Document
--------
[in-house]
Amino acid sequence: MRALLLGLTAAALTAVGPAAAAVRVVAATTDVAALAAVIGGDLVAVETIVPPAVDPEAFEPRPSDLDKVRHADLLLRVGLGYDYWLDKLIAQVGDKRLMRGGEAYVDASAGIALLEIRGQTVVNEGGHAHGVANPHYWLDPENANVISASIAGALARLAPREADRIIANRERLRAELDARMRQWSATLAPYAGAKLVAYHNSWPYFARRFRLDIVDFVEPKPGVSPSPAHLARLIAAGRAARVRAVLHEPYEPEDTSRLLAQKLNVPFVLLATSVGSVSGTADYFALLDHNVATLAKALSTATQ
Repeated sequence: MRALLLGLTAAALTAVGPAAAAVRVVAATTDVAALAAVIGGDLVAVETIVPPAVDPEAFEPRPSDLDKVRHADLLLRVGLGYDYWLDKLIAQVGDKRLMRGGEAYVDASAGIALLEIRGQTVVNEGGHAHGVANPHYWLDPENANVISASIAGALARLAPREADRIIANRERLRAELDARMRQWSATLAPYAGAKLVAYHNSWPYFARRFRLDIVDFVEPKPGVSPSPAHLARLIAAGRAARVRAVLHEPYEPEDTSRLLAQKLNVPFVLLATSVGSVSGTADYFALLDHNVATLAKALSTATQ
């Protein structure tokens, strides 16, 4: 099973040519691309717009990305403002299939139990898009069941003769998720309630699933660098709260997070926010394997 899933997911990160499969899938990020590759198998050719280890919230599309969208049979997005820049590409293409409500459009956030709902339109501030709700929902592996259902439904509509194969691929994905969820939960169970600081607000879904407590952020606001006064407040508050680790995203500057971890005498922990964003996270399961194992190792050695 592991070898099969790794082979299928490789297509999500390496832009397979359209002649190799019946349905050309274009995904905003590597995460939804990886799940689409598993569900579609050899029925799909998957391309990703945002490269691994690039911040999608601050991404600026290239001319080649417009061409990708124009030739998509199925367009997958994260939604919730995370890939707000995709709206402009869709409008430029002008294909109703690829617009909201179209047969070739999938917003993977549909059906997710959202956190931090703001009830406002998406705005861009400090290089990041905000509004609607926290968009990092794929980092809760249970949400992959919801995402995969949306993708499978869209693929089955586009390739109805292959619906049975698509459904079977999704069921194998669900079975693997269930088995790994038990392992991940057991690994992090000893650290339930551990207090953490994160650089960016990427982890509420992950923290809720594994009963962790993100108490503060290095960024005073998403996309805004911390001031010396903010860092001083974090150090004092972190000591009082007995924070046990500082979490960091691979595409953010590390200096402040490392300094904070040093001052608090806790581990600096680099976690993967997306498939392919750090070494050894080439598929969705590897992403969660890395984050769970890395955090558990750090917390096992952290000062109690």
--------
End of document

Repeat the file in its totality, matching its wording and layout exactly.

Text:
[in-house]
Amino acid sequence: MRALLLGLTAAALTAVGPAAAAVRVVAATTDVAALAAVIGGDLVAVETIVPPAVDPEAFEPRPSDLDKVRHADLLLRVGLGYDYWLDKLIAQVGDKRLMRGGEAYVDASAGIALLEIRGQTVVNEGGHAHGVANPHYWLDPENANVISASIAGALARLAPREADRIIANRERLRAELDARMRQWSATLAPYAGAKLVAYHNSWPYFARRFRLDIVDFVEPKPGVSPSPAHLARLIAAGRAARVRAVLHEPYEPEDTSRLLAQKLNVPFVLLATSVGSVSGTADYFALLDHNVATLAKALSTATQ
Repeated sequence: MRALLLGLTAAALTAVGPAAAAVRVVAATTDVAALAAVIGGDLVAVETIVPPAVDPEAFEPRPSDLDKVRHADLLLRVGLGYDYWLDKLIAQVGDKRLMRGGEAYVDASAGIALLEIRGQTVVNEGGHAHGVANPHYWLDPENANVISASIAGALARLAPREADRIIANRERLRAELDARMRQWSATLAPYAGAKLVAYHNSWPYFARRFRLDIVDFVEPKPGVSPSPAHLARLIAAGRAARVRAVLHEPYEPEDTSRLLAQKLNVPFVLLATSVGSVSGTADYFALLDHNVATLAKALSTATQ
């Protein structure tokens, strides 16, 4: 099973040519691309717009990305403002299939139990898009069941003769998720309630699933660098709260997070926010394997 899933997911990160499969899938990020590759198998050719280890919230599309969208049979997005820049590409293409409500459009956030709902339109501030709700929902592996259902439904509509194969691929994905969820939960169970600081607000879904407590952020606001006064407040508050680790995203500057971890005498922990964003996270399961194992190792050695 592991070898099969790794082979299928490789297509999500390496832009397979359209002649190799019946349905050309274009995904905003590597995460939804990886799940689409598993569900579609050899029925799909998957391309990703945002490269691994690039911040999608601050991404600026290239001319080649417009061409990708124009030739998509199925367009997958994260939604919730995370890939707000995709709206402009869709409008430029002008294909109703690829617009909201179209047969070739999938917003993977549909059906997710959202956190931090703001009830406002998406705005861009400090290089990041905000509004609607926290968009990092794929980092809760249970949400992959919801995402995969949306993708499978869209693929089955586009390739109805292959619906049975698509459904079977999704069921194998669900079975693997269930088995790994038990392992991940057991690994992090000893650290339930551990207090953490994160650089960016990427982890509420992950923290809720594994009963962790993100108490503060290095960024005073998403996309805004911390001031010396903010860092001083974090150090004092972190000591009082007995924070046990500082979490960091691979595409953010590390200096402040490392300094904070040093001052608090806790581990600096680099976690993967997306498939392919750090070494050894080439598929969705590897992403969660890395984050769970890395955090558990750090917390096992952290000062109690």